This fascinating book is a biography of the Wexler family, an insight into the personal struggle of being at-risk for Huntington's disease, and a history of Huntington's Disease research leading up to the discovery of the Huntington's gene in 1993. Alice skillfully weaves these three motifs together into one story which all fits together very well.
Alice and her sister, Nancy, are both at-risk for Huntington's Disease. Their mother, Leonore, was diagnosed with HD in 1968 and died in 1978. Their father, Milton, is the founder of the Hereditary Disease Foundation, which has sponsored workshops and provided funding for many scientists working on Huntington's Disease. Nancy was executive directory of the Congressional Commission for the Control of Huntington's Disease and Its Consequences, and was a leader in the research project at Lake Maracaibo in Venezuela, which led to the discovery of a marker near the Huntington's gene, and later to the gene itself.
I knew the names of Alice, Nancy, and Milton Wexler before reading this book, but now I feel like I know them personally. Alice makes her mother, father, and sister real people with feelings and struggles. She enables the reader to share her relationships with her family and to understand her struggles with being at-risk. The scientists, many of whose names I had also heard before, became real people, more than just authors of papers on Huntington's Disease.
The most amazing thing about this book is Alice's ability to explain technical details in a language that I, a non-scientist, can understand. She explains the genetic basis of Huntington's Disease and what an autosomal dominant inheritance pattern means. Her descriptions of the many research projects relating to Huntington's Disease are detailed and clear. I had heard of many of them, but this is the first time I actually understood what they were doing and why. Her explanation of the nondisclosing prenatal test is the simplest I have ever heard.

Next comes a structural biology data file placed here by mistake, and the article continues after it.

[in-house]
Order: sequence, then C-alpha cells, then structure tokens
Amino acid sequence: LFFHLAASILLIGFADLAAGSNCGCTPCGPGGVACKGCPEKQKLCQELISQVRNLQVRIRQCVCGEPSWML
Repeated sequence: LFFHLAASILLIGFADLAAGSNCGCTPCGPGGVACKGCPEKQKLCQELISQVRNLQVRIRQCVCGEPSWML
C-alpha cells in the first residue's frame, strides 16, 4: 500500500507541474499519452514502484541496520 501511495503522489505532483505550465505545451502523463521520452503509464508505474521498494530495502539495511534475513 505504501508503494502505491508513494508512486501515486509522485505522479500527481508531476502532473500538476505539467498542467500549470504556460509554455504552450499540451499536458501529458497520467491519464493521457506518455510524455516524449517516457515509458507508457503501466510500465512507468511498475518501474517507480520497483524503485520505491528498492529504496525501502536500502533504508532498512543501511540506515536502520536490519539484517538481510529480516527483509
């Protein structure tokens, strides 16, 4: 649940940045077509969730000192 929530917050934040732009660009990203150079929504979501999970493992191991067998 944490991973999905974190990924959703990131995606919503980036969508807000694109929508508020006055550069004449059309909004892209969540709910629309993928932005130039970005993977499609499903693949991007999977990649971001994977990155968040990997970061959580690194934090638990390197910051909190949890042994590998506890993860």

I could not put this book down. I enjoy mystery stories, and even though I knew they were going to find the HD gene, I could not wait to find out what happened. I highly recommend Mapping Fate for everyone who is affected in any way by Huntington's Disease. There are parts that may be a little hard for someone who is at-risk or pre-symptomatic to read because Alice vividly portrays her mother's deterioration. However, the hope that is generated by all of the research that has been done and is continuing to be done on HD, will leave every reader with a positive feeling.
I got this book from a library. If your library does not have it, they should be able to get it through inter-library loan. It is also available in paperback now (Berkeley : University of California Press, 1996, ISBN: 0520207416). Your bookstore should be able to order it if they don't have it in stock.
For more information on Alice Wexler and Mapping Fate see http://www.hdfoundation.org/alicew.htm
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Created: June 14, 1996
Last updated: Dec. 4, 2010